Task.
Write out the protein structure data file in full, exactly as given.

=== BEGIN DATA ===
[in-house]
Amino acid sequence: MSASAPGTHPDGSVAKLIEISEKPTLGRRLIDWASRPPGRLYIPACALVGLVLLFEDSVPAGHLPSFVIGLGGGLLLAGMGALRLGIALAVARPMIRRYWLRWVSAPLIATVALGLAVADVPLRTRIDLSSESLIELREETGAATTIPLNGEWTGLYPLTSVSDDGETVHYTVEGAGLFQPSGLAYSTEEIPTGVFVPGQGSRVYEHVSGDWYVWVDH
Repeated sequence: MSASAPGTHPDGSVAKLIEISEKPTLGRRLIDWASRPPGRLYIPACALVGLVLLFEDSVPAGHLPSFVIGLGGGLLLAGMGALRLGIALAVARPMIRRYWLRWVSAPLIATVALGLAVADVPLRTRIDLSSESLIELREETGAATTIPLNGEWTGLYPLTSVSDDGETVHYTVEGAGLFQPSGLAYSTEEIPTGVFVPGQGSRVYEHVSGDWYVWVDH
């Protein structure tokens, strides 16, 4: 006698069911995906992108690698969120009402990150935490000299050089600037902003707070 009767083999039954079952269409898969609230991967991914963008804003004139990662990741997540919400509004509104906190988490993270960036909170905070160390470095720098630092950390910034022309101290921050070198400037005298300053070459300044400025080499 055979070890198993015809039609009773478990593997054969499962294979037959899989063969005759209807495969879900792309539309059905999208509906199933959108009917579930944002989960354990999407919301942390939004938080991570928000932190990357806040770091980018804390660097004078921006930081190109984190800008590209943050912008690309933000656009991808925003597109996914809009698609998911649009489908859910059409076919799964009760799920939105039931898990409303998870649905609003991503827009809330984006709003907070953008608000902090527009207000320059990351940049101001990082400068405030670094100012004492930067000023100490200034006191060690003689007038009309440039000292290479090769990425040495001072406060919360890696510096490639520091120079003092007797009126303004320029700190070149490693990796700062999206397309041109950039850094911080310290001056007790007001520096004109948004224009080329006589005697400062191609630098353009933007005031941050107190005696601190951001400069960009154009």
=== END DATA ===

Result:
[in-house]
Amino acid sequence: MSASAPGTHPDGSVAKLIEISEKPTLGRRLIDWASRPPGRLYIPACALVGLVLLFEDSVPAGHLPSFVIGLGGGLLLAGMGALRLGIALAVARPMIRRYWLRWVSAPLIATVALGLAVADVPLRTRIDLSSESLIELREETGAATTIPLNGEWTGLYPLTSVSDDGETVHYTVEGAGLFQPSGLAYSTEEIPTGVFVPGQGSRVYEHVSGDWYVWVDH
Repeated sequence: MSASAPGTHPDGSVAKLIEISEKPTLGRRLIDWASRPPGRLYIPACALVGLVLLFEDSVPAGHLPSFVIGLGGGLLLAGMGALRLGIALAVARPMIRRYWLRWVSAPLIATVALGLAVADVPLRTRIDLSSESLIELREETGAATTIPLNGEWTGLYPLTSVSDDGETVHYTVEGAGLFQPSGLAYSTEEIPTGVFVPGQGSRVYEHVSGDWYVWVDH
């Protein structure tokens, strides 16, 4: 006698069911995906992108690698969120009402990150935490000299050089600037902003707070 009767083999039954079952269409898969609230991967991914963008804003004139990662990741997540919400509004509104906190988490993270960036909170905070160390470095720098630092950390910034022309101290921050070198400037005298300053070459300044400025080499 055979070890198993015809039609009773478990593997054969499962294979037959899989063969005759209807495969879900792309539309059905999208509906199933959108009917579930944002989960354990999407919301942390939004938080991570928000932190990357806040770091980018804390660097004078921006930081190109984190800008590209943050912008690309933000656009991808925003597109996914809009698609998911649009489908859910059409076919799964009760799920939105039931898990409303998870649905609003991503827009809330984006709003907070953008608000902090527009207000320059990351940049101001990082400068405030670094100012004492930067000023100490200034006191060690003689007038009309440039000292290479090769990425040495001072406060919360890696510096490639520091120079003092007797009126303004320029700190070149490693990796700062999206397309041109950039850094911080310290001056007790007001520096004109948004224009080329006589005697400062191609630098353009933007005031941050107190005696601190951001400069960009154009």